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The Honolulu Advertiser
Posted on: Thursday, March 2, 2006

Arizona charters thriving

Advertiser Staff

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After a rocky, 10-year journey, charter schools in Tucson and across Arizona are showing signs of success. Arizona now has 517 charter schools, the most per capita in the country. Ninety-three percent of the state's charter schools are rated "satisfactory" or better according to the Arizona Learns school labels, up from 76 percent in 2002, according to the state Department of Education. Tucson's school operators attribute their charters' success to students and parents who hold schools accountable for results.

Source: U.S. Department of Education, "The Education Innovator," Feb. 2 edition



History books come alive onboard the Battleship Missouri Memorial, where students can walk in the footsteps of World War II Gen. Douglas MacArthur and the hundreds of U.S. sailors who fought for freedom.

Nearly 10,000 students from across the country last year visited the Missouri where WWII ended. They visited the Surrender Deck, saw where U.S. sailors slept, ate, lived and worked.

The Missouri, or Mighty Mo, experience begins before the visit through lesson plans and teacher resources that can be used in class. Memorial staff also make visits to classrooms to orient students with what they will experience.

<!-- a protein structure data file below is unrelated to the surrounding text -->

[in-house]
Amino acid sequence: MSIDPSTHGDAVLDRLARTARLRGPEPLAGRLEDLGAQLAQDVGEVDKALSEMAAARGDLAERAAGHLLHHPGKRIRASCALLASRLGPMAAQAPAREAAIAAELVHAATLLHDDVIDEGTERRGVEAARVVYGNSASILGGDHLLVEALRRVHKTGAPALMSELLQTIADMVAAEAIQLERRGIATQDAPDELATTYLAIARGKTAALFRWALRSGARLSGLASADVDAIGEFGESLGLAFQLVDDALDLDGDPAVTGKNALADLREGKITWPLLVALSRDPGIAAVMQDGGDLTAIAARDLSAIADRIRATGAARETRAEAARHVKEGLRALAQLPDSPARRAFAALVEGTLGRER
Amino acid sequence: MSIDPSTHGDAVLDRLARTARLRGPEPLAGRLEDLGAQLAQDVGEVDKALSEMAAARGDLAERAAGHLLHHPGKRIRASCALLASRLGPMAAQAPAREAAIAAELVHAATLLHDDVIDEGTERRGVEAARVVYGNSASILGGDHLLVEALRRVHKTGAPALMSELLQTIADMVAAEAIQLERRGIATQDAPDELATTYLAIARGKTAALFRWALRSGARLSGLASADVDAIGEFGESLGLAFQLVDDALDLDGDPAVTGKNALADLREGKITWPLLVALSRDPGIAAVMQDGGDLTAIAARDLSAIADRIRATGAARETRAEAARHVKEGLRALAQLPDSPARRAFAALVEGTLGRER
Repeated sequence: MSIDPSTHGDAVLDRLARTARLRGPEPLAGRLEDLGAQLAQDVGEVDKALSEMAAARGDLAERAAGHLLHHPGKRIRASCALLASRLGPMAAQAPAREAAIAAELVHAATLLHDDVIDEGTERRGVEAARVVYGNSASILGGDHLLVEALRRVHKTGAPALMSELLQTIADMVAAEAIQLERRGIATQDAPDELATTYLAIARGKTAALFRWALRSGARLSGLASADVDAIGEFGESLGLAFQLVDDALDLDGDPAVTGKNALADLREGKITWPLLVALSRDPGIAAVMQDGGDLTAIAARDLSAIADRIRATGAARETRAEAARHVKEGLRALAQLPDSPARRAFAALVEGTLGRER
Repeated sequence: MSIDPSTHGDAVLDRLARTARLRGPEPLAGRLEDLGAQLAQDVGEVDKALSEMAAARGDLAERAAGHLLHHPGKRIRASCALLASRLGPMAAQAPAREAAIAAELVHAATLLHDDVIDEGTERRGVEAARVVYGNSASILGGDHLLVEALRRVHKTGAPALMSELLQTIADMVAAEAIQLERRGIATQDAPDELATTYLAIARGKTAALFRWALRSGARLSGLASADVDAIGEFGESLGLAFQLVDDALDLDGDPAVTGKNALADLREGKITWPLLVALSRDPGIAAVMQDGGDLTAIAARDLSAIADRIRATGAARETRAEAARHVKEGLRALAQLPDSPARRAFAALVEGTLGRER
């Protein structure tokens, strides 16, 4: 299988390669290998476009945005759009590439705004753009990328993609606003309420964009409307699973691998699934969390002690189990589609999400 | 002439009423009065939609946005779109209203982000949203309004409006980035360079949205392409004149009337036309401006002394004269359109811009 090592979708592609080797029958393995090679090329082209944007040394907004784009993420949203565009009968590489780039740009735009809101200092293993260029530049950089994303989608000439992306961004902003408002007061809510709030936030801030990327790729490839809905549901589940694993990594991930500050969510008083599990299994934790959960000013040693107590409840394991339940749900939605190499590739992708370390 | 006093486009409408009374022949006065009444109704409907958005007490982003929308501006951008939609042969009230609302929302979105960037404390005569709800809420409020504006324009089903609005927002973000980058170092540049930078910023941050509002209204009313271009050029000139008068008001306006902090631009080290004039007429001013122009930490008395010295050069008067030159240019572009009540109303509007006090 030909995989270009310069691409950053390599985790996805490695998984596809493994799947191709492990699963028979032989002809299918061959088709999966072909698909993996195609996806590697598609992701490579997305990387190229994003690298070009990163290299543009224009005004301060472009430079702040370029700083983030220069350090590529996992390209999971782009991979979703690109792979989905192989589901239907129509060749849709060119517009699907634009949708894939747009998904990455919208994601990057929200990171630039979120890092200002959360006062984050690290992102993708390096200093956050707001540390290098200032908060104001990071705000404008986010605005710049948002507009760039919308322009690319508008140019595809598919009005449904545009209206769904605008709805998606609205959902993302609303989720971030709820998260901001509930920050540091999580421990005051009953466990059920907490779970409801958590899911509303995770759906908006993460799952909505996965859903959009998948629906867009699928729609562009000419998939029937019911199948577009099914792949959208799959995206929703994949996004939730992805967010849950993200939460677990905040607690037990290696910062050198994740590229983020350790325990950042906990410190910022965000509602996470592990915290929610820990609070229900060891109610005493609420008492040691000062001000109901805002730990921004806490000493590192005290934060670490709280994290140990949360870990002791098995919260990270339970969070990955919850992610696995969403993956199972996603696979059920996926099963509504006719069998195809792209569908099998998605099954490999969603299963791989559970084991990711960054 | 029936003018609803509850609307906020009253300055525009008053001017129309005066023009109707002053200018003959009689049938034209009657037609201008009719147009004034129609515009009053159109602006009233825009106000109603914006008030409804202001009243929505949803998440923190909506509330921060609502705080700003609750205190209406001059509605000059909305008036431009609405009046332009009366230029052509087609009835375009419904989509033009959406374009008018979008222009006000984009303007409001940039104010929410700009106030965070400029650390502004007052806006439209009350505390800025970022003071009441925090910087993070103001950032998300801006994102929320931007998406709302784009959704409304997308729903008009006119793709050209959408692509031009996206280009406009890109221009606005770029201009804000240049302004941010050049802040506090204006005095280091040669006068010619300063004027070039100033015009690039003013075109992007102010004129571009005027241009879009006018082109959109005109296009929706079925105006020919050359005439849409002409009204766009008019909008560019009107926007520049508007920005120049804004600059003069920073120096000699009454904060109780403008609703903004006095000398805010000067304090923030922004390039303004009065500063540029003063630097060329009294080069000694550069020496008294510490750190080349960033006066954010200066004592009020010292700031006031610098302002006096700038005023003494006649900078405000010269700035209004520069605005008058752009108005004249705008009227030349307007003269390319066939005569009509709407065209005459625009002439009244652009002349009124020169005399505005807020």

For more information on the Battleship Missouri Memorial's education program, call 455-1600, ext. 231; e-mail edu@ussmissouri.org or visit ussmissouri.org.



  • Give your child a sense of confidence. This is the best defense against peer pressure.

  • Listen to what your child says. Pay attention and be helpful during times of loneliness or doubt.

  • Know who your child's friends are. Get to know them.

  • Provide parental supervision. Don't allow your teen to attend parties where alcohol is being served.

  • If your teen does happen to drink, offer him or her a "free call home." Drunk driving could lead to death. Let your child know that he can call home without fear of consequences that night. Discuss the incident the next day.

  • Help your child learn to handle strong emotions or feelings.

    Source: The American Academy of Pediatrics